Recently, the term “Global South’’ has gained popularity in international politics and public opinion. Countries of the Global South have also become important players, wooed by various parties on the world stage. An accurate understanding of the origin and rise of this concept will inform a more objective evaluation of its role and potential influence in the evolving international landscape.
The term “Global South” was first used by American left-wing political activist Carl Oglesby. An active scholar in the anti-war movement in the United States in the 1960s, Oglesby authored “Containment and Change” and urged the so-called New Left to form an alliance with the liberal and non-interventionist Old Right in opposition to American imperialist foreign policy. In 1965 and 1966, he was president of the left-wing student group Students for a Democratic Society, or SDS. In 1969, in an article for a special issue on the Vietnam War in Commonweal, the oldest Catholic journal in the U.S., Oglesby argued that centuries of northern “dominance over the global south” had converged to produce an “intolerable social order.” He described the Vietnam War as the peak of such dominance.
The origin of the term thus conveys a distinct historical and ideological background. Carl Oglesby’s leftist propositions, the various competing social currents sweeping across the U.S. (including the anti-Vietnam War movement), the concept of the “third world” (which emerged during the Cold War and bore similarities with the Global South) and the trend of third world countries seeking unity were all part of the ideological wellspring of this new concept, which was, strictly speaking, not the geographical south. The Global South has an apparent political color of being non-Western.
Since the term was coined, the uses and popularity of “Global South” in international politics were significantly lower than the uses of “third world” and “developing countries.” It was not until the end of the Cold War that the use of Global South became more extensive, especially in American and European academic circles. As some so-called second-world countries became members of the first world and others joined the third world, a need has arisen again to distinguish between the concepts of “North” and “South.”At the same time, the concepts of “developed”, “developing” and “underdeveloped” countries were also criticized in academia for depicting Western countries as the ideal and non-Western ones as backward.
Against this backdrop, American and European academic institutions began to increasingly use Global South as a relatively neutral alternative. In 2003, the United Nations Development Programme launched the Forging a Global South initiative, which was instrumental in drawing international attention to the concept. In 2010, an institution in Finland founded the online Global South Development Magazine (GSDM) to report on issues in developing countries. The London School of Economics and Political Science set up a Global South unit in its Department of International Relations, which is aimed at “investigating the changing role of the South in shaping the global order.” In 2013, the term Global South appeared in hundreds of publications.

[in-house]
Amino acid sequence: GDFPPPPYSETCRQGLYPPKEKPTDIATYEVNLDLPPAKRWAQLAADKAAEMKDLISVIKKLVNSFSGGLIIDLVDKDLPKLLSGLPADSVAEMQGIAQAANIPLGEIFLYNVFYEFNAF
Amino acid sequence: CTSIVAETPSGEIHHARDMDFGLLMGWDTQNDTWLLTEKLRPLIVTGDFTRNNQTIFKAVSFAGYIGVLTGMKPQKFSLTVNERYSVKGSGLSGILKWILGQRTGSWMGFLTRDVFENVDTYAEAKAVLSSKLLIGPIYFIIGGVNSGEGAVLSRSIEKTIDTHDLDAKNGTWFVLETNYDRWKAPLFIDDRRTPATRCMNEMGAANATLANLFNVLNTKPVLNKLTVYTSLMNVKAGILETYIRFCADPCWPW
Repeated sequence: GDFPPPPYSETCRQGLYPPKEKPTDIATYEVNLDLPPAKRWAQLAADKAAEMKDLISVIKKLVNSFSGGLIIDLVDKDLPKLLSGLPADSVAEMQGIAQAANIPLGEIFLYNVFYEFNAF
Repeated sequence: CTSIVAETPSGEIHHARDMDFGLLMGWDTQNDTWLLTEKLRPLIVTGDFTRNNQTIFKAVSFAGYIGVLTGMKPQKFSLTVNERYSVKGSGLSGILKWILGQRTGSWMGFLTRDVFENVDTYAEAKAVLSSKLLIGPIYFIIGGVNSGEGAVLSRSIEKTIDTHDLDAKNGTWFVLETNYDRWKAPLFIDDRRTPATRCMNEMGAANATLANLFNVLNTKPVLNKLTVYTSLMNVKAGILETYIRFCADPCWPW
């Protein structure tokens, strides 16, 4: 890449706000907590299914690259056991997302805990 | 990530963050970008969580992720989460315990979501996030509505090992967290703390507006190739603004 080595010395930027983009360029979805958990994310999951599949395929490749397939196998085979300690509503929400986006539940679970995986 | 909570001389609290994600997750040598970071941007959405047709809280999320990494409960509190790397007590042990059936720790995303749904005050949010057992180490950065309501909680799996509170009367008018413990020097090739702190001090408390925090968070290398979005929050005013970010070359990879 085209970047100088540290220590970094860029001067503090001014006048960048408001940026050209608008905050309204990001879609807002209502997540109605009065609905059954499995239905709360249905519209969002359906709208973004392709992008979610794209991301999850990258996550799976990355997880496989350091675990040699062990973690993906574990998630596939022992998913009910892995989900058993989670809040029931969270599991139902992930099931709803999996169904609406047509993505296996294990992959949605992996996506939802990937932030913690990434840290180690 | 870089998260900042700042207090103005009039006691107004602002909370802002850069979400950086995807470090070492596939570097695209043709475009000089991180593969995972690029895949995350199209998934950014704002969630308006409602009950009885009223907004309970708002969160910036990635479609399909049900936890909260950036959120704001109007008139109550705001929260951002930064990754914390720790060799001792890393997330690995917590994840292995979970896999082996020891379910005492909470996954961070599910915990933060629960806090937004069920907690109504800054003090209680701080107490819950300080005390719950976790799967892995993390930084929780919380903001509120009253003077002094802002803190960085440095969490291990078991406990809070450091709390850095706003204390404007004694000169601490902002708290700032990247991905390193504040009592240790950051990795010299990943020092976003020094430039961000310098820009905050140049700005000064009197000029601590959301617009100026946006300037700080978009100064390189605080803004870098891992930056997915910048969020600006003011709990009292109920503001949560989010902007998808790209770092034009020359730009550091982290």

With the outbreak of the Ukraine crisis and increased gaming by major countries, the use of Global South has obviously and rapidly expanded from academic circles to real-world international politics. In this year alone, India held an online summit called Voice of the Global South; the Global South was mentioned dozens of times in the Munich Security Report; Japan invited some “southern countries” to the G7 summit in Hiroshima and put an item on the agenda related to strengthening relations with Global South countries; and the BRICS summit hosted by South Africa has further boosted the popularity of the phrase.
The scope of a Global South as an international political concept is not universally defined. The Finance Center for South-South Cooperation, a not-for-profit organization established in 2014 and a special advisory body to the United Nations Economic and Social Council, produced a list of 78 Global South countries, including the Group of 77 plus China. This is by far the most authoritative definition by an international multilateral organization. Founded in 1964, the Group of 77 aims to strengthen unity and cooperation among developing countries in the international economic field, push for a new international economic order and promote economic and social development in developing countries. The organization currently includes 134 member countries and often refers to itself as the Global South.
As the popularity of the term continues to rise, some countries are eager to further politicize it for their own selfish interests as a diplomatic tool to suppress their opponents. The U.S., Japan and some other countries have distorted the concept first by saying that China is not a developing country and then by attempting to exclude China from the Global South. The purpose is to create confrontation and division between China and the vast number of other developing countries and to intensify major-country competition.
The origin of the concept and the existing academic literature in the U.S. and Europe are sufficient to prove that China is a natural member of the Global South. President Xi Jinping made many references to the Global South in his closing address at the BRICS Business Forum in Johannesburg, South Africa, and in his meeting with the press along with South African President Cyril Ramaphosa. He stressed that “as a developing country and a member of the Global South, China breathes the same breath as other developing countries and pursues a shared future with them.”